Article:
Forget the traditional increasingly stodgy Macworld Expo. The 2012 Expo is going to be something entirely new and different. Call it a “celebration” or a “festival.” Whatever you call it, Macworld Expo 2012 will be an opportunity to get together and “facilitate the joy of being an Apple user.”
Those are the words that Paul Kent, General Manager of Macworld Expo, kept stressing when I interviewed him recently. His vision of the new Macworld Expo is somewhere between Comic-Con and Macworld Expo’s of the past.
If you’re concerned that this means the end of the technical training that has always been a tent pole of Macworld Expo, you can relax. When I specifically asked Paul if the Expo would be shifting away from technical sessions to more “consumer” activities, he replied “Not as long as I’m involved in it. A core technical training ethos remains intact.” As evidence, he noted that there will still be a Mac IT event as well as full day workshops.
True enough. However, what in previous years has been the Users Conference is undergoing a major overhaul. This gets to the second point that Paul repeatedly emphasized: The speaker format changes in 2012 are not meant to replace the old content (at least not entirely). Rather they are “additive.” The are intended to provide attendees with more choices. Making a comparison to yet another popular conference, Paul claimed that Expo 2012 will be more like South by Southwest, combining technical training with performance and other entertainment.
Macworld Expo 2012 takes place from January 26-28 (with the full day workshops on January 25). Registration doesn’t open until the first week of October. However, the Expo staff have already issued a Call for Speaking Proposals. Actually, “speakers” is a misnomer at this point; “presenters” is a better term. It was the novel descriptions cited on this web page that prompted me to sit down and talk with Paul about what it all meant. What follows are excerpts from the interview:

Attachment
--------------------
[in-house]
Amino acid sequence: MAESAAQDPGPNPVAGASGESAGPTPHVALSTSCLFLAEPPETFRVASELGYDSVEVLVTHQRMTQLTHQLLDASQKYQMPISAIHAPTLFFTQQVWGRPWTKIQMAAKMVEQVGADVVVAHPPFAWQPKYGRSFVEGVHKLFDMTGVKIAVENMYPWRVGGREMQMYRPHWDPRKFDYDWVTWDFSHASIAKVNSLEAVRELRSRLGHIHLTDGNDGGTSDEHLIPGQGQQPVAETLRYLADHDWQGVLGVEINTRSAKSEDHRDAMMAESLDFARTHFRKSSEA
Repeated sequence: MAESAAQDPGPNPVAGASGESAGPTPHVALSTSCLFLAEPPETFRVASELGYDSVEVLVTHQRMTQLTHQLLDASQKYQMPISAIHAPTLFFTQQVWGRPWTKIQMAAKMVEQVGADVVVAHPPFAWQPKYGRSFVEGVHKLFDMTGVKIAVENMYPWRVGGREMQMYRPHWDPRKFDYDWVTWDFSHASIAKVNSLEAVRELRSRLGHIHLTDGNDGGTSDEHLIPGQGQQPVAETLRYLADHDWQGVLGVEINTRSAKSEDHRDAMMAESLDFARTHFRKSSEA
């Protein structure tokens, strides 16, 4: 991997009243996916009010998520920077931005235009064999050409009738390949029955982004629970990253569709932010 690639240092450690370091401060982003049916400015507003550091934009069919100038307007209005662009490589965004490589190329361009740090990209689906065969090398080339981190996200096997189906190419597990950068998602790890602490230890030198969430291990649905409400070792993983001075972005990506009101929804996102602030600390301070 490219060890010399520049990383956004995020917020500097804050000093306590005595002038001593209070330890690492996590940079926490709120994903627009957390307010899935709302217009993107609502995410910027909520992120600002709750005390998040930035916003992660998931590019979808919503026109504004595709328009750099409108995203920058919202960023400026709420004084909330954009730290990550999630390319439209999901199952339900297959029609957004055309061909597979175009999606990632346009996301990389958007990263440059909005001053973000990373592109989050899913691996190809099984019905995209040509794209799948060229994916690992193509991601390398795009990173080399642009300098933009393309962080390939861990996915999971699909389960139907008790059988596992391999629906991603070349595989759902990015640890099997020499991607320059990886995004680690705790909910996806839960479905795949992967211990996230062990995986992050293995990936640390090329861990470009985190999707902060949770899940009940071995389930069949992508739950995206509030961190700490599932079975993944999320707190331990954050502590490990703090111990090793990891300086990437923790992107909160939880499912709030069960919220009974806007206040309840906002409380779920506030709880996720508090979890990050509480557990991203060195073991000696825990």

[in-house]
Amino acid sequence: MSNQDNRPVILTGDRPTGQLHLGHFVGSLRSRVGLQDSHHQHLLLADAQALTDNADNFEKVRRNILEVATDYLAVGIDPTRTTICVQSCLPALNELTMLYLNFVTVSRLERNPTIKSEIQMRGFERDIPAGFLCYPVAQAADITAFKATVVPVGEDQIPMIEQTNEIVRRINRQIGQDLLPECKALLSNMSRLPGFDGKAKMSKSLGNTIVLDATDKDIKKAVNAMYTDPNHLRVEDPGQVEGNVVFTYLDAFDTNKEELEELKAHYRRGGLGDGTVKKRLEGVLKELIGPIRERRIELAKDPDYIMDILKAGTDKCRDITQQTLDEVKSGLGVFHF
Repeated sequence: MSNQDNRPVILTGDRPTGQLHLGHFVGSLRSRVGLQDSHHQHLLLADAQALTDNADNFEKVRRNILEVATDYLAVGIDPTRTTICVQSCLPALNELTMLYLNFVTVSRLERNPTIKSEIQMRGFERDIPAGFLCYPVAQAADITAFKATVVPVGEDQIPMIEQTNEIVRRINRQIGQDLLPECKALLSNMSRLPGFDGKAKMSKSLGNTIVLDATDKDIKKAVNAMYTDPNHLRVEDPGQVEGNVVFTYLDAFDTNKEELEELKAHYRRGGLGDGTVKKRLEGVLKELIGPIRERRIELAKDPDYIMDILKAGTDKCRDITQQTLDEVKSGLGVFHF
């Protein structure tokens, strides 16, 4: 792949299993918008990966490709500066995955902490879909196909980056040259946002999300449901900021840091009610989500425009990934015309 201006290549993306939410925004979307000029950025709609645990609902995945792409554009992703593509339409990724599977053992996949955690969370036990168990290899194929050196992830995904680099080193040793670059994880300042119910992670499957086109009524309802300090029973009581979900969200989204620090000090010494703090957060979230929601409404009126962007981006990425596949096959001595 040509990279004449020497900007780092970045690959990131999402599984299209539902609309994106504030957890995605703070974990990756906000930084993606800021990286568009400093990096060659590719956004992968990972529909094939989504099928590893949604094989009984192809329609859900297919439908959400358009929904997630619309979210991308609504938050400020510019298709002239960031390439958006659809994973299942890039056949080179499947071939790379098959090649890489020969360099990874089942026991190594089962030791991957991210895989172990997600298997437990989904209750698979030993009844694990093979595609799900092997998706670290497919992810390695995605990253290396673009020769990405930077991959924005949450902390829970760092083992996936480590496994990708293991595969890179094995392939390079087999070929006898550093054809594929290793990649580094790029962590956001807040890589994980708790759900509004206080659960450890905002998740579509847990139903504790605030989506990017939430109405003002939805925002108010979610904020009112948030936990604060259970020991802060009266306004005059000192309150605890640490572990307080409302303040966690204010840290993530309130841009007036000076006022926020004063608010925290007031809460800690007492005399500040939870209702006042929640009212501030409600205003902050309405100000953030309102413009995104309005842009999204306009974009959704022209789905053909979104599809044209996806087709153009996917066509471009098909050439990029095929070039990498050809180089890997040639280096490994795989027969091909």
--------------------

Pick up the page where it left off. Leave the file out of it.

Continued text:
Ted Landau: There are two major new options for speakers: Main Stage and Out-of-the-Box Events. What’s behind these names?
Paul Kent: First, let me make clear that the names are not final and may change between now and October. That said, the Main Stage idea is derived from last year’s Industry Event and Keynote presentations. There will be a single Main Stage, a 2000 seat auditorium. There will be only one session at a time, not several concurrent sessions. Main Stage sessions should have the widest possible appeal, of interest to the entire conference delegation.
The Main Stage will be for the best of the best. It is where you’ll find the most renowned journalists, consultants, technologists, and writers. It will of course include technical training — with coverage of Lion, iOS 5 and all of Apple’s latest hardware. But it will also be for creative presentations inspired by or created with Apple products — such as a film or a musical performance.
The Out-of-the-Box Events offer a completely different take on content. There will be how-to sessions — although the emphasis will be on more niche vertical-market content than on the Main Stage. But we also want to help users celebrate the Apple experience. We don’t want stuff you can see on YouTube. We are looking for unique content. Ideas could include an Apple-inspired ‘last comic standing,’ a fashion show or performances by people lesser-known than those on the Main Stage. We plan for several such events to run concurrently.
The idea is to give attendees a choice. Want a break from learning about Photoshop layers? Go hear a band perform.
TL: With the Main Stage limited to only one session at a time, does this mean there will be less content than in previous years?
PK: No. The total content depends upon what proposals come in. If we get 1000 interesting submissions, we’ll try to find a way to include them all. Also don’t forget that the Main Stage sessions will be from 20 - 40 minutes, which is shorter than User Conference sessions in years past. We also intend to blow up the concept of time and space. We may have sessions in the evening. After all, the conference hall is ours for the entire 24 hours of each day.